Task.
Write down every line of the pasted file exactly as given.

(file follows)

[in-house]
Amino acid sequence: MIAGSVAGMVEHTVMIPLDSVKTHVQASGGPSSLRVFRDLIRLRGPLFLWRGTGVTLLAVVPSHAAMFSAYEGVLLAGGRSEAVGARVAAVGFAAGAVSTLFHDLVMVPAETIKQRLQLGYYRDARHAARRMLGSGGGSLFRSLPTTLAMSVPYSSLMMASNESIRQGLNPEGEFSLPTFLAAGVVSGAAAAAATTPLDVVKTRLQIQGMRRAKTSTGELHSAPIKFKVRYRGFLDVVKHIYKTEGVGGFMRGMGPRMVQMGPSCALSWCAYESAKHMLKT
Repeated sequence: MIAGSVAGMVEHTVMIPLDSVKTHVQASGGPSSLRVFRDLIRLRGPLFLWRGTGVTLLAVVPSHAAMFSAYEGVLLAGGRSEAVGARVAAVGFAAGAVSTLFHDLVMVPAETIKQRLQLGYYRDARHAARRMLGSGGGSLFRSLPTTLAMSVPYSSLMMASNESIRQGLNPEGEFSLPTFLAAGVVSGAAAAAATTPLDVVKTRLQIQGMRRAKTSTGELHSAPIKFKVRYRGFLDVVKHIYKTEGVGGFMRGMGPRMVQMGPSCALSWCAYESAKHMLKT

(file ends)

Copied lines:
[in-house]
Amino acid sequence: MIAGSVAGMVEHTVMIPLDSVKTHVQASGGPSSLRVFRDLIRLRGPLFLWRGTGVTLLAVVPSHAAMFSAYEGVLLAGGRSEAVGARVAAVGFAAGAVSTLFHDLVMVPAETIKQRLQLGYYRDARHAARRMLGSGGGSLFRSLPTTLAMSVPYSSLMMASNESIRQGLNPEGEFSLPTFLAAGVVSGAAAAAATTPLDVVKTRLQIQGMRRAKTSTGELHSAPIKFKVRYRGFLDVVKHIYKTEGVGGFMRGMGPRMVQMGPSCALSWCAYESAKHMLKT
Repeated sequence: MIAGSVAGMVEHTVMIPLDSVKTHVQASGGPSSLRVFRDLIRLRGPLFLWRGTGVTLLAVVPSHAAMFSAYEGVLLAGGRSEAVGARVAAVGFAAGAVSTLFHDLVMVPAETIKQRLQLGYYRDARHAARRMLGSGGGSLFRSLPTTLAMSVPYSSLMMASNESIRQGLNPEGEFSLPTFLAAGVVSGAAAAAATTPLDVVKTRLQIQGMRRAKTSTGELHSAPIKFKVRYRGFLDVVKHIYKTEGVGGFMRGMGPRMVQMGPSCALSWCAYESAKHMLKT